1911 Encyclopædia Britannica/Reindeer
REINDEER, in its strict sense the title of a European deer distinguished from all other members of the family Cervidae (see Deer), save those of the same genus, by the presence of antlers in both sexes; but, in the wider sense, including Asiatic and North American deer of the same general type, the latter of which are locally designated caribou. Reindeer, or caribou, constitute the genus Rangifer, and are large clumsily built deer, inhabiting the sub-Arctic and Arctic regions of both hemispheres. As regards their distinctive features, the antlers are of a complex type and situated close to the occipital ridge of the skull, and thus far away from the sockets of the eyes, with the brow-tines in adult males palmated, laterally compressed, deflected towards the middle of the face, and often unsymmetrically developed. Above the brow-tine is developed a second palmated tine, which appears to represent the bez-tine of the red-deer; there is no trez-tine, but some distance above the bez the beam is suddenly bent forward to form an “elbow,” on the posterior side of which is usually a short back-tine; above the back-tine the beam is continued for some distance to terminate in a large expansion or palmation. The antlers of females are simple and generally smaller. The muzzle is entirely hairy; the ears and tail are short; and the throat is maned. The coat is unspotted at all ages, with a whitish area in the region of the tail. The main hoofs are short and rounded and the lateral hoofs very large. There is a tarsal, but no metatarsal gland and tuft. In the skull the gland-pit is shallow, and the vacuity of moderate size; the nasal bones are well developed, and much expanded at the upper end. Upper canines are wanting; the cheek-teeth are small and low-crowned, with the third lobe of the last molar in the lower jaw minute. The lateral metacarpal bones are represented only by their lower extremities; the importance of this feature being noticed in the article Deer.
In spite of the existence of a number of more or less well-marked geographical forms, reindeer from all parts of the northern hemisphere present such a marked similarity that it seems preferable to regard them as all belonging to a single widespread species, of which most of the characters will be the same as those of the genus. American naturalists, however, generally regard these as distinct species. The coat is remarkable for its density and compactness; the general colour of the head and upper parts being clove-brown, with more or less white or whitish grey on the under parts and inner surfaces of the limbs, while there is also some white above the hoofs and on the muzzle, and there may be whitish rings round the eyes; there is a white area in the region of the tail, which includes the sides but not the upper surface of the latter; and the tarsal tuft is generally white. The antlers are smooth, and brownish white in colour, but the hoofs jet black. Albino varieties occasionally occur in the wild state. A height of 4 ft. 10 in. at the shoulder has been recorded in the case of one race.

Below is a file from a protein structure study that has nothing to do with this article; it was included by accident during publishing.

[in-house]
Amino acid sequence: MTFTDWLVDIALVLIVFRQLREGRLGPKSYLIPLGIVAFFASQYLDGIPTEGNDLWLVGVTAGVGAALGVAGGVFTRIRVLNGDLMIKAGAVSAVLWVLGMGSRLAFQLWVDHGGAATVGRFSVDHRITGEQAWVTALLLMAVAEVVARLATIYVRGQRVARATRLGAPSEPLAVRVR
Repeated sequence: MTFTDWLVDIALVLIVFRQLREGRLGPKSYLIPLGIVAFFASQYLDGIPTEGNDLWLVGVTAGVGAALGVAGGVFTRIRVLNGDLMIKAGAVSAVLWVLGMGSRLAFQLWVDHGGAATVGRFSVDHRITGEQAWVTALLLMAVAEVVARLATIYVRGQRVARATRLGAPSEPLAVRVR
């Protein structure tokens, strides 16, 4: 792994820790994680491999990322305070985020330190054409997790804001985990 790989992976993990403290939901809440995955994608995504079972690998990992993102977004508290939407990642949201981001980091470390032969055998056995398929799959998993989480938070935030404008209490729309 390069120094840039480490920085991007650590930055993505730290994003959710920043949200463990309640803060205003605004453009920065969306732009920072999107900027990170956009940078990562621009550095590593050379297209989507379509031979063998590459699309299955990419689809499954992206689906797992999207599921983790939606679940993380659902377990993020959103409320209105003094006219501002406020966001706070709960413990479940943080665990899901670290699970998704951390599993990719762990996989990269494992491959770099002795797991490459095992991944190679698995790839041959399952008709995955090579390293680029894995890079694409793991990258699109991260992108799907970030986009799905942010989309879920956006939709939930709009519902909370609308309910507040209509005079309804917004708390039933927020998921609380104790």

The wild Scandinavian reindeer (Rangifer tarandus) may be regarded as the typical form of the species. It is a smaller animal than the American woodland race, with antlers approximating to those of the barren-ground race, but less elongated, and with a distinct back-tine in the male, the brow-tines moderately palmated and frequently nearly symmetrical, and the bez-tine not excessively expanded. Female antlers are generally much smaller than those of males, although occasionally as large, but with much fewer points. The antlers make their appearance at an unusually early age.
Mr Madison Grant considers that American reindeer, or caribou, may be grouped under two types, one represented by the barren-ground caribou R. tarandus arcticus, which is a small animal with immense antlers characterized by the length of the beam, and the consequent wide separation of the terminal palmation from the brow-tine; and the other by the woodland-caribou (R. t. caribou), which is a larger animal with shorter and more massive antlers, in which the great terminal expansions are in approximation to the brow-tine owing to the shortness of the beam. Up to 1902 seven other American races had been described, four of which are grouped by Grant with the first and three with the second type. Some of these forms are, however, more or less intermediate between the two main types, as is a pair of antlers from Novaia Zemlia described by the present writer as R. t. pearsoni. The Scandinavian reindeer is identified by Mr Grant with the barren-ground type.
Reindeer are domesticated by the Lapps and other nationalities of northern Europe and Asia, to whom these animals are all-important. Domesticated reindeer have also been introduced into Alaska.
See Madison Grant, “The Caribou,” 7th Annual Report, New York Zoological Society (1902); J. G. Millais, Newfoundland and its Untrodden Ways (1908).